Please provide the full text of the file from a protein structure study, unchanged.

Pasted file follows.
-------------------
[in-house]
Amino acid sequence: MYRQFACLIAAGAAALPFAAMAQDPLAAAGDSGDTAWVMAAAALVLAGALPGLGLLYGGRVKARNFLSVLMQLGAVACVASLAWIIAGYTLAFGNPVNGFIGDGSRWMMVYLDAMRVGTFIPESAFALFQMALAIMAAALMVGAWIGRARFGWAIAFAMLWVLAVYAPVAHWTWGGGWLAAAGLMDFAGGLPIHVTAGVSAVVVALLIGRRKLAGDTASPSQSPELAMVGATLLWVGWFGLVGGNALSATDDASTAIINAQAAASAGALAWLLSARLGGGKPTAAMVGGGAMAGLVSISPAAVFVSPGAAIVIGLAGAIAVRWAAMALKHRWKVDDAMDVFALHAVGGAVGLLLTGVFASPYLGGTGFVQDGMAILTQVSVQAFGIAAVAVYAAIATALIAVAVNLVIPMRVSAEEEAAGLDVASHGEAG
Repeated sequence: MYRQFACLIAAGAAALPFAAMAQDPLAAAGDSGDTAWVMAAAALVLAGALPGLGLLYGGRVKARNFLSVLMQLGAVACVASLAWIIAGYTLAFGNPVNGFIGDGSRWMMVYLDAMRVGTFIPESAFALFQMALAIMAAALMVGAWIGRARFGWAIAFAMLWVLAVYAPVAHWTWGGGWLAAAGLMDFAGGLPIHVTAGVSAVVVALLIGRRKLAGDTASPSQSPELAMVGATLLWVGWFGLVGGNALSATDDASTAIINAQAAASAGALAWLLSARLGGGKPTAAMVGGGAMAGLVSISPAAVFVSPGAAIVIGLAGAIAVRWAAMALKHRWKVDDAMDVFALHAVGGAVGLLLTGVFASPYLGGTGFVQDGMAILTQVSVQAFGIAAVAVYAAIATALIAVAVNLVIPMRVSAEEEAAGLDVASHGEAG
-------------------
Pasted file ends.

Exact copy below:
[in-house]
Amino acid sequence: MYRQFACLIAAGAAALPFAAMAQDPLAAAGDSGDTAWVMAAAALVLAGALPGLGLLYGGRVKARNFLSVLMQLGAVACVASLAWIIAGYTLAFGNPVNGFIGDGSRWMMVYLDAMRVGTFIPESAFALFQMALAIMAAALMVGAWIGRARFGWAIAFAMLWVLAVYAPVAHWTWGGGWLAAAGLMDFAGGLPIHVTAGVSAVVVALLIGRRKLAGDTASPSQSPELAMVGATLLWVGWFGLVGGNALSATDDASTAIINAQAAASAGALAWLLSARLGGGKPTAAMVGGGAMAGLVSISPAAVFVSPGAAIVIGLAGAIAVRWAAMALKHRWKVDDAMDVFALHAVGGAVGLLLTGVFASPYLGGTGFVQDGMAILTQVSVQAFGIAAVAVYAAIATALIAVAVNLVIPMRVSAEEEAAGLDVASHGEAG
Repeated sequence: MYRQFACLIAAGAAALPFAAMAQDPLAAAGDSGDTAWVMAAAALVLAGALPGLGLLYGGRVKARNFLSVLMQLGAVACVASLAWIIAGYTLAFGNPVNGFIGDGSRWMMVYLDAMRVGTFIPESAFALFQMALAIMAAALMVGAWIGRARFGWAIAFAMLWVLAVYAPVAHWTWGGGWLAAAGLMDFAGGLPIHVTAGVSAVVVALLIGRRKLAGDTASPSQSPELAMVGATLLWVGWFGLVGGNALSATDDASTAIINAQAAASAGALAWLLSARLGGGKPTAAMVGGGAMAGLVSISPAAVFVSPGAAIVIGLAGAIAVRWAAMALKHRWKVDDAMDVFALHAVGGAVGLLLTGVFASPYLGGTGFVQDGMAILTQVSVQAFGIAAVAVYAAIATALIAVAVNLVIPMRVSAEEEAAGLDVASHGEAG